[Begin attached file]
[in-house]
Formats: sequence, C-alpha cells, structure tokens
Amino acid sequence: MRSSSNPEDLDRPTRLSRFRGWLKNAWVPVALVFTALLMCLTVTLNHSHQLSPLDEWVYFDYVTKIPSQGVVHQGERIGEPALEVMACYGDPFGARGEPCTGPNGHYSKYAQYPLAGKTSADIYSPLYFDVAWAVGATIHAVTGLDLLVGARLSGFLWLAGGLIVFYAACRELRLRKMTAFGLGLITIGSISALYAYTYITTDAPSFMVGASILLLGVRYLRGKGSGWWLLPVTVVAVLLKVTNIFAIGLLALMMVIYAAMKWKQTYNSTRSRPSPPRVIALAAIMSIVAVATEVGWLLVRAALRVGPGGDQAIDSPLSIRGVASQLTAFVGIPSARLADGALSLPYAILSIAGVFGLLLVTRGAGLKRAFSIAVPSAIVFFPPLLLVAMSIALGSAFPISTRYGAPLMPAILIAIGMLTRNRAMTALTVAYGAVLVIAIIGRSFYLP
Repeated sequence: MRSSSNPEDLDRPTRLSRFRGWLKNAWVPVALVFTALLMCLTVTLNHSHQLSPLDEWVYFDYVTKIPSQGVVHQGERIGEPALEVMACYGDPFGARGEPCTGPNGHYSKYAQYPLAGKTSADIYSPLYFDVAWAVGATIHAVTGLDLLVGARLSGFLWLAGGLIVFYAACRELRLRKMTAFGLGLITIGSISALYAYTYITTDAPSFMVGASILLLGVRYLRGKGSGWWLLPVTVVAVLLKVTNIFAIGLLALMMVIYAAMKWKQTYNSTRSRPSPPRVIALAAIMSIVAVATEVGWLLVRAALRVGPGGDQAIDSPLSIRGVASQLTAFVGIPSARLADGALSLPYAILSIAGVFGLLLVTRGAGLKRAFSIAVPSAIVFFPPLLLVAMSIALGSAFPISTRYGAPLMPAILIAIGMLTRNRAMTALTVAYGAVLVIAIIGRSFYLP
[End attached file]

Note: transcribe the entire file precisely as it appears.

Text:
[in-house]
Formats: sequence, C-alpha cells, structure tokens
Amino acid sequence: MRSSSNPEDLDRPTRLSRFRGWLKNAWVPVALVFTALLMCLTVTLNHSHQLSPLDEWVYFDYVTKIPSQGVVHQGERIGEPALEVMACYGDPFGARGEPCTGPNGHYSKYAQYPLAGKTSADIYSPLYFDVAWAVGATIHAVTGLDLLVGARLSGFLWLAGGLIVFYAACRELRLRKMTAFGLGLITIGSISALYAYTYITTDAPSFMVGASILLLGVRYLRGKGSGWWLLPVTVVAVLLKVTNIFAIGLLALMMVIYAAMKWKQTYNSTRSRPSPPRVIALAAIMSIVAVATEVGWLLVRAALRVGPGGDQAIDSPLSIRGVASQLTAFVGIPSARLADGALSLPYAILSIAGVFGLLLVTRGAGLKRAFSIAVPSAIVFFPPLLLVAMSIALGSAFPISTRYGAPLMPAILIAIGMLTRNRAMTALTVAYGAVLVIAIIGRSFYLP
Repeated sequence: MRSSSNPEDLDRPTRLSRFRGWLKNAWVPVALVFTALLMCLTVTLNHSHQLSPLDEWVYFDYVTKIPSQGVVHQGERIGEPALEVMACYGDPFGARGEPCTGPNGHYSKYAQYPLAGKTSADIYSPLYFDVAWAVGATIHAVTGLDLLVGARLSGFLWLAGGLIVFYAACRELRLRKMTAFGLGLITIGSISALYAYTYITTDAPSFMVGASILLLGVRYLRGKGSGWWLLPVTVVAVLLKVTNIFAIGLLALMMVIYAAMKWKQTYNSTRSRPSPPRVIALAAIMSIVAVATEVGWLLVRAALRVGPGGDQAIDSPLSIRGVASQLTAFVGIPSARLADGALSLPYAILSIAGVFGLLLVTRGAGLKRAFSIAVPSAIVFFPPLLLVAMSIALGSAFPISTRYGAPLMPAILIAIGMLTRNRAMTALTVAYGAVLVIAIIGRSFYLP